1st Dept

People v Calderon (Daniel), 2024 NY Slip Op 02673 (5/14/24) – ADA improperly suggested in his opening statement that the order of protection issued in favor of the victims did not have an expiration date, but did not deny defendant a fair trial because the order of protection, with the expiration date was produced at trial; plus and the court instructed the jurors that opening remarks are not evidence.


Court of Appeals

People v Weinstein (Harvey), 2024 NY Slip Op 02222 (4/25/24) — People should not have been permitted to introduce, as Molineux evidence, testimony from 3 women as to their interactions with defendant. “[A]s a matter of law, the trial court erroneously held that the prosecution showed that the Molineux Witnesses’ testimonies were necessary for a non-propensity purpose” — the first step in its consideration of Molineux challenges and one that the Court reviews de novo. In the context of this case, “the testimony served to persuade the jury that, if he had attempted to coerce those three witnesses into nonconsensual sex, then he did the same to the victims on the dates and under the circumstances as charged. That is pure propensity evidence and it is inadmissible against a criminal defendant under Molineux and its century-old progeny.”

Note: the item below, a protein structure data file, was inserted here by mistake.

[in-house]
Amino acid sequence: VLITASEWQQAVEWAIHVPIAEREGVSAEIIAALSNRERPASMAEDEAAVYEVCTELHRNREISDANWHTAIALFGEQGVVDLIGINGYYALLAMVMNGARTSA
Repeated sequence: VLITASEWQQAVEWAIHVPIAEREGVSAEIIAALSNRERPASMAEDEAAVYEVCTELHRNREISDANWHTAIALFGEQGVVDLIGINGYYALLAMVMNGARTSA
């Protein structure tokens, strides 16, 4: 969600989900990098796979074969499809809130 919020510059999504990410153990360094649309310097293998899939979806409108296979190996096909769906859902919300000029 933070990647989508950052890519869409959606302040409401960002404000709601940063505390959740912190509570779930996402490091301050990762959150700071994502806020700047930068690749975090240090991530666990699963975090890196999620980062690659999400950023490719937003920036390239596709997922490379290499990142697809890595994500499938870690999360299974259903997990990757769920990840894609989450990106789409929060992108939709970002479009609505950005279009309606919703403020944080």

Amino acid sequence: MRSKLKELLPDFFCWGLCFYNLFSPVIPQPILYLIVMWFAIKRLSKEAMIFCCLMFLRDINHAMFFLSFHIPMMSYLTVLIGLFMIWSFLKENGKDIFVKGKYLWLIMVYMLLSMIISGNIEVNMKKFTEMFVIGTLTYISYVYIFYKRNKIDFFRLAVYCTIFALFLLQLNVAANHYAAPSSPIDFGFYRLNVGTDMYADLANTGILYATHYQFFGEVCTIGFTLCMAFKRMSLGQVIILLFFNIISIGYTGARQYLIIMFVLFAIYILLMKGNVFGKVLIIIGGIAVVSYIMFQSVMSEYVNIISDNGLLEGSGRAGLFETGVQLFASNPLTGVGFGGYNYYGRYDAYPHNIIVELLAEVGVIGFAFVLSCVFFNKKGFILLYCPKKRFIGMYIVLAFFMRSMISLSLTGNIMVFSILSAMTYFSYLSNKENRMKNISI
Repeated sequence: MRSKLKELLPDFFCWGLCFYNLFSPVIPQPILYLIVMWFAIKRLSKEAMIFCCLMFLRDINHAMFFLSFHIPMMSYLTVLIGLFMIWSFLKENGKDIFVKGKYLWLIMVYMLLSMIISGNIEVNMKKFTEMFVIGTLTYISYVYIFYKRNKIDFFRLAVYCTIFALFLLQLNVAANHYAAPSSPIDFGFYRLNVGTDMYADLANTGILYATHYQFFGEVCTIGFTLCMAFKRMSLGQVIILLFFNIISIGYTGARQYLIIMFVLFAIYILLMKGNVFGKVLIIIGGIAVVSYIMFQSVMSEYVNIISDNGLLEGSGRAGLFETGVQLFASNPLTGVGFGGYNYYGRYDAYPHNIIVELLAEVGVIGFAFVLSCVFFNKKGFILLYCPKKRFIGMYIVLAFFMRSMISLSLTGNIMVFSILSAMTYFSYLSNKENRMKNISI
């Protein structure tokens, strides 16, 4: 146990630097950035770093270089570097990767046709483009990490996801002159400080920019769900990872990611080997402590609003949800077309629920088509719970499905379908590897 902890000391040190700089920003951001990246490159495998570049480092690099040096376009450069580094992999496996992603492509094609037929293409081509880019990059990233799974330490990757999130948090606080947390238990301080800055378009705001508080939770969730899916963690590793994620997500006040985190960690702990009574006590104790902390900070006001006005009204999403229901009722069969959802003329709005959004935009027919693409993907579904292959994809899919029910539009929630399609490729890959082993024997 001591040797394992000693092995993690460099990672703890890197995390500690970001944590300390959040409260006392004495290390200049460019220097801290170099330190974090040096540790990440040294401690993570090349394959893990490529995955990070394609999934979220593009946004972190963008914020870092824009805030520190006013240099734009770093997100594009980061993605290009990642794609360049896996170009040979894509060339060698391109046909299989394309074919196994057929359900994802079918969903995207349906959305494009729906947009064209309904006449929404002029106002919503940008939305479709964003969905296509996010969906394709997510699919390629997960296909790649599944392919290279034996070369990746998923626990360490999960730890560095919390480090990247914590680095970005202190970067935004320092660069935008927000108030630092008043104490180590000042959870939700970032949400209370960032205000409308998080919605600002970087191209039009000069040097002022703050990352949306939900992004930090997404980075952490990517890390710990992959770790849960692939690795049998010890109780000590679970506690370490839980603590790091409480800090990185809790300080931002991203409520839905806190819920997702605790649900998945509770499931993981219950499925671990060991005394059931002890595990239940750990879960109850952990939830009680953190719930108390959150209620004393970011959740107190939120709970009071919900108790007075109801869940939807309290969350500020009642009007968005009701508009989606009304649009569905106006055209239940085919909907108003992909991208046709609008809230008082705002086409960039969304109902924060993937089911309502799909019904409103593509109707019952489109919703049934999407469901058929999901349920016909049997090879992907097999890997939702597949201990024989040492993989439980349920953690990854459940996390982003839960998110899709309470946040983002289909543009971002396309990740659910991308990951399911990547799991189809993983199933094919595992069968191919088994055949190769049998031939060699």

People v Baez (Melvin)]], 2024 NY Slip Op 02225 (4/25/24) – People established adequate foundation for receipt into evidence of cocaine at CPCS trial. The People “called every individual known to have handled the evidence from the time of its seizure to trial, other than those officers who merely transported the evidence in sealed packaging between locations,” and the few hours’ gap between the time the evidence was left at the stationhouse by one officer and the time it was picked up by another officer did not, under the attendant circumstances, defeat the chain of custody. Lastly, the (substantial) “discrepancies in how the evidence was described at various points between its recovery and trial” “merely raise weight and credibility issues for the jury to resolve in assessing whether the People met their ultimate burden of establishing proof of guilt beyond reasonable doubt [citations omitted].”